Interpolating proficiency rates

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One of my research interests has been the geographic distribution of early student achievement at the school district-level. District-level outcomes apply to large areas that are often out of alignment with neighborhoods, cities, and counties where local information could benefit parents and local governments making early education decisions. Additionally, I suspect that learning outcomes vary spatially according to a stochastic process influenced only partially by district boundaries, which in the context of multilevel modeling might appear as autocorrelation among within-group errors or as spillovers resulting from the modifiable areal unit problem. Therefore, I have begun examining sub-district geographic distributions.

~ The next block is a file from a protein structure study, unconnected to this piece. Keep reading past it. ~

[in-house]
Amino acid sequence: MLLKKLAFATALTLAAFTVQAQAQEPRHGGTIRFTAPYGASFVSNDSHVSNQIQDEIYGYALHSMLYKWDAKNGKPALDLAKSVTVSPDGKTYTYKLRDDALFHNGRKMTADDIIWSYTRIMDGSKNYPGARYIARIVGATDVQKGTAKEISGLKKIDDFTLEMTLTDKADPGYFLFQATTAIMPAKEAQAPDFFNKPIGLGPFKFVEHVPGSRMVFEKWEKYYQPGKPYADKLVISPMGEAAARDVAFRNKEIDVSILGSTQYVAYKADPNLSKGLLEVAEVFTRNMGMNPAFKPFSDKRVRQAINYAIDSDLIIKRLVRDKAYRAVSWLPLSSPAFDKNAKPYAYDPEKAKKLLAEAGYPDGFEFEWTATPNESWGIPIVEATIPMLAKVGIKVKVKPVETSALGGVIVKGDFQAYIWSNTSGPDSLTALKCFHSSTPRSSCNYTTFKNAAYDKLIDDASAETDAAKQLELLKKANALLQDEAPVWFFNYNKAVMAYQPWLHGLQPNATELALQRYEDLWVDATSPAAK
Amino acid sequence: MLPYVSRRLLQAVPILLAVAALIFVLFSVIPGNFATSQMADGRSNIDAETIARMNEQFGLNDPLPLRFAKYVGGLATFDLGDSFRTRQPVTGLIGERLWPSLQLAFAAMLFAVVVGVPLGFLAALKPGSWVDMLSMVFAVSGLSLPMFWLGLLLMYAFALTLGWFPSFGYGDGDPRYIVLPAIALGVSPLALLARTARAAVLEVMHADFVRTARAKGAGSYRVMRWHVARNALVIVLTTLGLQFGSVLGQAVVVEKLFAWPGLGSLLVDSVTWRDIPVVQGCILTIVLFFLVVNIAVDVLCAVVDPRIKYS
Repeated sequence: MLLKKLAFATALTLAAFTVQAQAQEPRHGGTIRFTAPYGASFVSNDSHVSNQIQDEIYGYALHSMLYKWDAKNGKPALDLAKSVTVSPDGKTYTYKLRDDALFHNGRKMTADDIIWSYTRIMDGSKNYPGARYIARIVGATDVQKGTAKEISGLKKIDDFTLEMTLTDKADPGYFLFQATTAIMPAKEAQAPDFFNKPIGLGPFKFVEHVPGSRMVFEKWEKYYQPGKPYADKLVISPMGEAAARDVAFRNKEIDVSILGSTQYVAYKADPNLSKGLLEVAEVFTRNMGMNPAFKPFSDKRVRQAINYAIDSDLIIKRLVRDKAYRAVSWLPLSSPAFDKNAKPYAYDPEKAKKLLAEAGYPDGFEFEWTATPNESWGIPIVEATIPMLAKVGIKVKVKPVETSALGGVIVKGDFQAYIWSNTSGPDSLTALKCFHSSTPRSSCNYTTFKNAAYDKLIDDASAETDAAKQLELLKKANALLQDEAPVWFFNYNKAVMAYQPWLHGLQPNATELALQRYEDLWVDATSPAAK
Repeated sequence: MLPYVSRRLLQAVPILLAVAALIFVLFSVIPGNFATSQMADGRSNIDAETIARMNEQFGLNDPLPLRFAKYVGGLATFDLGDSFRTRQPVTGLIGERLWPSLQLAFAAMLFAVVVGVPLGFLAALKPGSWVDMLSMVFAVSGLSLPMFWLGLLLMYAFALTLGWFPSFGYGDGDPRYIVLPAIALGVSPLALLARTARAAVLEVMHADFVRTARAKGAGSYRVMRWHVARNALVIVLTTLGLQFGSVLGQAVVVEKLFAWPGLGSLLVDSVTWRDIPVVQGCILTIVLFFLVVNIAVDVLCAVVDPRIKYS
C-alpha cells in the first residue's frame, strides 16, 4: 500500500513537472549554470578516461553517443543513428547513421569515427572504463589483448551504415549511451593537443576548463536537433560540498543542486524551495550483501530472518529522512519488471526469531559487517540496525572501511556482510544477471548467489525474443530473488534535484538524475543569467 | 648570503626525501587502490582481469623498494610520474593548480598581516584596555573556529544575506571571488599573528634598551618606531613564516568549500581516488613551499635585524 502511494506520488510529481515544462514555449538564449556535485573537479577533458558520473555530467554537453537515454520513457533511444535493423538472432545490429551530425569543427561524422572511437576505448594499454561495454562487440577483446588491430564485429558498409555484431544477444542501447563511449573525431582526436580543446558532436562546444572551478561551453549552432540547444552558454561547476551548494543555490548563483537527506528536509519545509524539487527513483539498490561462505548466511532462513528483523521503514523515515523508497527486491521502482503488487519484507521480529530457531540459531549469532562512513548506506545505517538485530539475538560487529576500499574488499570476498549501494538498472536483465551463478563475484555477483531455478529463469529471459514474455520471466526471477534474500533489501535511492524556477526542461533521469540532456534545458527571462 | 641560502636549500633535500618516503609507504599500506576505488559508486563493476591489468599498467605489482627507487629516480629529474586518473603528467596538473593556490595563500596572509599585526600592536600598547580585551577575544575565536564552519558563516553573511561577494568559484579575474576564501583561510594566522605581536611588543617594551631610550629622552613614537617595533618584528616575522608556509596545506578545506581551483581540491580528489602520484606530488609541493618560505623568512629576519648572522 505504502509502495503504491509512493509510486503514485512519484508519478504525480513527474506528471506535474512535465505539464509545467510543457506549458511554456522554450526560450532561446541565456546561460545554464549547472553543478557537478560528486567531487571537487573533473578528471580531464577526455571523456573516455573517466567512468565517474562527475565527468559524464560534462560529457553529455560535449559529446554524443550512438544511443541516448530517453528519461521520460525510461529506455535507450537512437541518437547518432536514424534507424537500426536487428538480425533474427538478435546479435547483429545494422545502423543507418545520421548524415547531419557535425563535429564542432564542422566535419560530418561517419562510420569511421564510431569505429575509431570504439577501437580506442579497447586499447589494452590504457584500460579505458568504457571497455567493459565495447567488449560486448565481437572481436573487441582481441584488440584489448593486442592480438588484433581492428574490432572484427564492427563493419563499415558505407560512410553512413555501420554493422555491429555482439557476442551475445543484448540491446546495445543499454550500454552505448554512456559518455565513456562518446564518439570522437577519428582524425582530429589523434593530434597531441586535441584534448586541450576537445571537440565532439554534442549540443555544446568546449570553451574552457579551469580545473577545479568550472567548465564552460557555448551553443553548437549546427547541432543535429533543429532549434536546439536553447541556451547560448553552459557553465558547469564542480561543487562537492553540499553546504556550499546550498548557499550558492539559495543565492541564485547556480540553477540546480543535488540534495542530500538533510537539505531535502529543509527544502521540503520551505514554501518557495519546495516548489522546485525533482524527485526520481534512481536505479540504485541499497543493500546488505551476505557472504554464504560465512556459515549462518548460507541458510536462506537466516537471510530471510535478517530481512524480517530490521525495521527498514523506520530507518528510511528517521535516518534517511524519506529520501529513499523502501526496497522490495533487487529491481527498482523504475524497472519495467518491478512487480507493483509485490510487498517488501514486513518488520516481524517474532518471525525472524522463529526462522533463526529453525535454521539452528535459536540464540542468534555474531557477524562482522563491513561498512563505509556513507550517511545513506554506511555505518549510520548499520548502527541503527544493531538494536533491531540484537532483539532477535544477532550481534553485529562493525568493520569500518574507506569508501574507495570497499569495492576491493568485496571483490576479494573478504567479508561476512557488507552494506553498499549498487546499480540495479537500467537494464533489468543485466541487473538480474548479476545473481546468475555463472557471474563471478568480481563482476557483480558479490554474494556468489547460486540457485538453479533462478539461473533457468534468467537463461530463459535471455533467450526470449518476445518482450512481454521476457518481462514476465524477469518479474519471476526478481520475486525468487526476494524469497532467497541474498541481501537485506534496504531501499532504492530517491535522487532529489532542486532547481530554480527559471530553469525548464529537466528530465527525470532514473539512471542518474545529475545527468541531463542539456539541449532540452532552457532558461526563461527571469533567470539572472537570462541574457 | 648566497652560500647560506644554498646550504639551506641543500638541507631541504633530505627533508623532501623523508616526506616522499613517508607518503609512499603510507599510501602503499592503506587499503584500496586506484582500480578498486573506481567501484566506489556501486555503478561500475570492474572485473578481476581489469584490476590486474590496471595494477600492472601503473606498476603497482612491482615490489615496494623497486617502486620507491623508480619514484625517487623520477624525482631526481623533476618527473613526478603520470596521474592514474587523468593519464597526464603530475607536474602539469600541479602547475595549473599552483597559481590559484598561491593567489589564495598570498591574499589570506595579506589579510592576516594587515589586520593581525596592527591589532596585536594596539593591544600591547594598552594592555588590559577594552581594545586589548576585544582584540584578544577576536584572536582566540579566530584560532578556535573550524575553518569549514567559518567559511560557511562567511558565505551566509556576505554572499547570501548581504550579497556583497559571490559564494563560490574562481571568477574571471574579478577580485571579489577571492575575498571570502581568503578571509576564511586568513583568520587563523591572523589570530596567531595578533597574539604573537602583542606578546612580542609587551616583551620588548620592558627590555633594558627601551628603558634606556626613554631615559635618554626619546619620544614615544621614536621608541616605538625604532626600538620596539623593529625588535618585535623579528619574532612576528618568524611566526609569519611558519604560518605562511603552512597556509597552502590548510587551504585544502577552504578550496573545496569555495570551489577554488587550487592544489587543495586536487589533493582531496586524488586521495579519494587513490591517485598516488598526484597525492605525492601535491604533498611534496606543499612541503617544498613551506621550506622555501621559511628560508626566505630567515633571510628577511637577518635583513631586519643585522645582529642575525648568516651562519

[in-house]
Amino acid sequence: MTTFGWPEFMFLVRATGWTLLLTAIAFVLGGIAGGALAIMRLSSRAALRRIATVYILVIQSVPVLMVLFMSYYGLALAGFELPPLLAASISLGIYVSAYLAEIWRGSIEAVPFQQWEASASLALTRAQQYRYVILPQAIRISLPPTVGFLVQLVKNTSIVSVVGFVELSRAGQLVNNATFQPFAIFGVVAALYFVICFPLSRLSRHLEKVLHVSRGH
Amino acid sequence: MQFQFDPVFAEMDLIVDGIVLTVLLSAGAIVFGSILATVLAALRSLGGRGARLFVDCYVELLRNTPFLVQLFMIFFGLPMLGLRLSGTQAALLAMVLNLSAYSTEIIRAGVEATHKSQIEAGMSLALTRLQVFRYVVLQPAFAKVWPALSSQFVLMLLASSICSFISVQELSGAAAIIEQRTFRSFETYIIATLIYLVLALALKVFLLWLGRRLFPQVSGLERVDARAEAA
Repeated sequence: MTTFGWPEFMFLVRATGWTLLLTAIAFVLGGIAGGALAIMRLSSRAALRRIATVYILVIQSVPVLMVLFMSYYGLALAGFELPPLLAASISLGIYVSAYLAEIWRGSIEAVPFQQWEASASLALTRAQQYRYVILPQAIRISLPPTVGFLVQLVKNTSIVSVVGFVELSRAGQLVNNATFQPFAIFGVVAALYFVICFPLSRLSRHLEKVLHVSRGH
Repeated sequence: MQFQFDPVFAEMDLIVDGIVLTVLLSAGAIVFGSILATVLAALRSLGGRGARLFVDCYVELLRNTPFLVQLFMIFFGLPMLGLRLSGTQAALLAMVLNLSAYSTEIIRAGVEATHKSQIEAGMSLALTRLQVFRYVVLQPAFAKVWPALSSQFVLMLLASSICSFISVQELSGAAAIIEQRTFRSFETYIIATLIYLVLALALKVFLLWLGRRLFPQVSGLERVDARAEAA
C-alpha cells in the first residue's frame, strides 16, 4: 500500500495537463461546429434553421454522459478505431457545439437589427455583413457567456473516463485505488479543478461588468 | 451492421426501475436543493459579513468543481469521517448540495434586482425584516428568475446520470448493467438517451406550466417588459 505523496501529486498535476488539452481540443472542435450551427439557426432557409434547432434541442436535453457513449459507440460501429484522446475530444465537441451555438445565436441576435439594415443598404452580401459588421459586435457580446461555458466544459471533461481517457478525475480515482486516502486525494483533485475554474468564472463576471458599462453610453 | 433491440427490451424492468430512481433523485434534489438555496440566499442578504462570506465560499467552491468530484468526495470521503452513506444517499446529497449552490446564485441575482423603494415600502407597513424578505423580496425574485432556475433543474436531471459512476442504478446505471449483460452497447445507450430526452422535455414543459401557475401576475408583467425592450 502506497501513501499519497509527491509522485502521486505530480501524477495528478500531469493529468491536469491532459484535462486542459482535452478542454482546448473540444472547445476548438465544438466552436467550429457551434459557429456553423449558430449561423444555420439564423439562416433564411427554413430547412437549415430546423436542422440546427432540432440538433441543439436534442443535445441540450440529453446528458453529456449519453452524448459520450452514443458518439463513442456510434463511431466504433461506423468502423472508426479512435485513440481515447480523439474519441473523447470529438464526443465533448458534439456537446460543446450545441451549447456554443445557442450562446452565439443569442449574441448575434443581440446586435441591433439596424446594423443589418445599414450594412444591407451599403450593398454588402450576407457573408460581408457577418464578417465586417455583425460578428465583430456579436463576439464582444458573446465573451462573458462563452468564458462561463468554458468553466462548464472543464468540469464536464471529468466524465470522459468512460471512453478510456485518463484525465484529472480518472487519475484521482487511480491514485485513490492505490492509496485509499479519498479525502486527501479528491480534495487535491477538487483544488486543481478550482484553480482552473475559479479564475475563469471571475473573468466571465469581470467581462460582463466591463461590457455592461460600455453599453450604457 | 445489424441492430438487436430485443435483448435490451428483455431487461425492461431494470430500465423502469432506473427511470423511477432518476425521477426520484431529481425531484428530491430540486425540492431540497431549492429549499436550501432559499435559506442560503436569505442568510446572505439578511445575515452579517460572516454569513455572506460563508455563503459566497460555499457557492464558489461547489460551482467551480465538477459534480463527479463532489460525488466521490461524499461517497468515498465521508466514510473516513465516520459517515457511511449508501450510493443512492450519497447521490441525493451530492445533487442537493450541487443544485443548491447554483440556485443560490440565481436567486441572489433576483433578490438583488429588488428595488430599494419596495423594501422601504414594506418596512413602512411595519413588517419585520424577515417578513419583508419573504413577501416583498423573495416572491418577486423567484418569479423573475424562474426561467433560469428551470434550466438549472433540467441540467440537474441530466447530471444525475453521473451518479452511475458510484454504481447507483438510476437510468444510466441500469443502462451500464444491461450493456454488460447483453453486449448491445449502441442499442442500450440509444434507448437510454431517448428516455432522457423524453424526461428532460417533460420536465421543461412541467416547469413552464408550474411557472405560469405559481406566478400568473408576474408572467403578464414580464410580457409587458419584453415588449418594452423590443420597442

Minnesota_math_proficiency_surface.gif

School level results go a long way towards providing local-level information, but what about early learning outcomes in between school locations, where children live? As shown in the map at right, school-level results can be used to interpolate outcomes between schools. Interpolation is the process of using known values at a set of locations to estimate unknown values at different locations. When estimating an unknown value, nearby known values are typically given more weight (i.e., made to be more influential) than distant known values. Interpolation may be thought of as a three-dimensional version of locally weighted scatterplot smoothing (LOWESS). LOWESS yields a line, while spatial interpolation yields a surface, both lacking an explicit functional form.

Click on the image to see a larger map created with the help of Finley and Banerjee's Multilevel B-spline Approximation (MBA) package.

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